Let's get rid of right-wing garbage like Miller and make sure Steve Israel doesn't sneak in "Democratic" versions of the same anti-working family corrupt elitists like Pete Aguilar. While Israel is hiring tutors to teach Aguilar Spanish, so he can try to relate to the community, you can contribute to Eloise's grassroots campaign here.

UPDATE: At Least One House Candidate In Hawai'i Remembers How Much Good The War On Poverty Did For His State

Stanley Chang is the progressive in a crowded field of Democrats hoping to replace New Dem Colleen Hanabusa in the first CD. The majority-Asian-American district is deep blue (D+18) and encompasses Honolulu and the southern area of Oahu. Several of his opponents-- particularly Donna Mercado Kim and Mufi Hannemann are so far to the right that they are as bad as any Republican. This afternoon, Chang told us that the war on poverty isn't something from the past but an ongoing commitment Americans make to society.
"Simply put, we are losing the war on poverty because we've all but given up on fighting it.  In many cases, the Republicans in Congress are not just rooting for our failure, but are actually cutting ever larger holes in the social safety net that the poorest American families fall right through. Late last month, we saw Republicans cut unemployment benefits-- a nice holiday gift-- after a year that also saw cuts to food stamps and other important programs for millions of Americans. The failure of Republican governors to accept Medicaid expansion is a perfect example of this. The Medicaid Expansion program under Obamacare will allow poor Americans (mostly working single mothers and veterans, yes veterans) to go to the doctor instead of the Emergency Room, where costs skyrocket before being passed on to the rest of us.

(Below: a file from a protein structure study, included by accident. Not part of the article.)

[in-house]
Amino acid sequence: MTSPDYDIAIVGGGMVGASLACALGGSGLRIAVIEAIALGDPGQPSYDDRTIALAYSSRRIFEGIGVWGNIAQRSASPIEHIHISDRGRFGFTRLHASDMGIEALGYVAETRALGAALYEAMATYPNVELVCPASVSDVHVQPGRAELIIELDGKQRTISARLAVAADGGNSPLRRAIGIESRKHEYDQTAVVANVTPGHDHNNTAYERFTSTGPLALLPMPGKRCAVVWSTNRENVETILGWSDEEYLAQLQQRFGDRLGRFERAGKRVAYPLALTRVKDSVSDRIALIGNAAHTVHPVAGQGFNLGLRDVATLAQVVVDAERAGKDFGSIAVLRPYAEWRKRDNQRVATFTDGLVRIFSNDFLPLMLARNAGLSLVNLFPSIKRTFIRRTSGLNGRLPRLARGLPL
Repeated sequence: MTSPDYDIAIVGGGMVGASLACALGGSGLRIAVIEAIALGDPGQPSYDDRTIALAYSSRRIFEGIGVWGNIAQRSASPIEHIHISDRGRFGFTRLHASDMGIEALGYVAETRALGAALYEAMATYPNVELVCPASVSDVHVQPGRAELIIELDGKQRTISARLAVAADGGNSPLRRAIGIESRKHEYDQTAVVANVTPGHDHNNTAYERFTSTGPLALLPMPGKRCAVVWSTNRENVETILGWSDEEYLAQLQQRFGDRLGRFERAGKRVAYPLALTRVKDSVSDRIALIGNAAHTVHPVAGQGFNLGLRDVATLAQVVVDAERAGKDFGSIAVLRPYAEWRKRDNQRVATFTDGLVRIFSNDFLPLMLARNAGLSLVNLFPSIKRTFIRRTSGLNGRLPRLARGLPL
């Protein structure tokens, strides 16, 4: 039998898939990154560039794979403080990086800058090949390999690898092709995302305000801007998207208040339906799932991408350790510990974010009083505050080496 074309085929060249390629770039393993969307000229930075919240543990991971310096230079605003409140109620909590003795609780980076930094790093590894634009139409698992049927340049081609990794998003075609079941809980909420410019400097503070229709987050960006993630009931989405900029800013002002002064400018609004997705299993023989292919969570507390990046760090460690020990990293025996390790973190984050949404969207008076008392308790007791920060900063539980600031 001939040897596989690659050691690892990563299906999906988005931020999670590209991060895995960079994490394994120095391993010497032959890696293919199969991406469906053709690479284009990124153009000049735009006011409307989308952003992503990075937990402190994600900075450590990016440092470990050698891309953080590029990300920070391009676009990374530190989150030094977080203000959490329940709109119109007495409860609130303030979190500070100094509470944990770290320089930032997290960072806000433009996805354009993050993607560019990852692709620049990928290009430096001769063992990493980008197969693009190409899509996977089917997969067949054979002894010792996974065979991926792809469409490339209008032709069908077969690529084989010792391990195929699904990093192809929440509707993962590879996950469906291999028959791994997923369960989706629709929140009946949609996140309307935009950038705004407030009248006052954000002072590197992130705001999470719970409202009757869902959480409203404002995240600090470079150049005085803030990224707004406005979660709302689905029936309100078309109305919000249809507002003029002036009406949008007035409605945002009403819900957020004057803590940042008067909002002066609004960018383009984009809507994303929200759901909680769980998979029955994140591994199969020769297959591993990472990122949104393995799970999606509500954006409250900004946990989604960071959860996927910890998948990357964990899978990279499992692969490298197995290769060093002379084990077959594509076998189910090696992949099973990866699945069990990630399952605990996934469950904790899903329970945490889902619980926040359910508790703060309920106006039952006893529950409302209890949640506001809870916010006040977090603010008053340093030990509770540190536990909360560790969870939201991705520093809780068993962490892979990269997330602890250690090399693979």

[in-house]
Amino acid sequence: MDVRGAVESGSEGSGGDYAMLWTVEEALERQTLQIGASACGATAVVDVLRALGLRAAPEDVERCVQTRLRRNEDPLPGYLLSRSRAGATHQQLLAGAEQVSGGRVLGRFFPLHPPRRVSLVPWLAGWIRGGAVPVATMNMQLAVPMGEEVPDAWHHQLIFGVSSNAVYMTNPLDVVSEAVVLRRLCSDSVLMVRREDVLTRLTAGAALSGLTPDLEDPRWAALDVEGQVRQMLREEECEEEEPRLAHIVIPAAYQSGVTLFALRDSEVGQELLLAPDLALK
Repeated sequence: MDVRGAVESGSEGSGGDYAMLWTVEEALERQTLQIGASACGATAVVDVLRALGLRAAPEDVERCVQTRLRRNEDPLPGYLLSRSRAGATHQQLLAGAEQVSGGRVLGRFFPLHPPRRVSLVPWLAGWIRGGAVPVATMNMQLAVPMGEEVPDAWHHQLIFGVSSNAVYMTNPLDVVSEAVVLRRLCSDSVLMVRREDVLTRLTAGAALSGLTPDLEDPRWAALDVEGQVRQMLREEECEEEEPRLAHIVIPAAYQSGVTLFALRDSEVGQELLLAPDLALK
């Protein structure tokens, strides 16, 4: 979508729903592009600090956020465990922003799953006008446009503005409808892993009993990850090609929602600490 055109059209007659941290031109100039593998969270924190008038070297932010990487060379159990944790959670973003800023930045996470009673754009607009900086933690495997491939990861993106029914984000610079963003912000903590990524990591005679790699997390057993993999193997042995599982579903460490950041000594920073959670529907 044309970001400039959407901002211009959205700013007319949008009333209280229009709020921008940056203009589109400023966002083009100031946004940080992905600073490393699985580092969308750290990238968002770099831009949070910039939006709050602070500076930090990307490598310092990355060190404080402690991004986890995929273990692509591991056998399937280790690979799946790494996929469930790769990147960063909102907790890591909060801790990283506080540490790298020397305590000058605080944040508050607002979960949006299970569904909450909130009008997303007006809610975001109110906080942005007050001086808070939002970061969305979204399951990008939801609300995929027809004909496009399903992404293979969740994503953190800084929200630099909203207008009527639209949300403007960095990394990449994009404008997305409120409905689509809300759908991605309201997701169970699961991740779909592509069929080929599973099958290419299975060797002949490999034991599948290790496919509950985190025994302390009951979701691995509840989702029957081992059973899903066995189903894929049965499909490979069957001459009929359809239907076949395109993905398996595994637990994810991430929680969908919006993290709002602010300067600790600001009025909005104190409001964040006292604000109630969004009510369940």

"We know the math works: an ounce of prevention is worth a pound of cure. I'm proud to join the fight in the war on poverty because I know that it is one we can start winning again, if we're willing to try."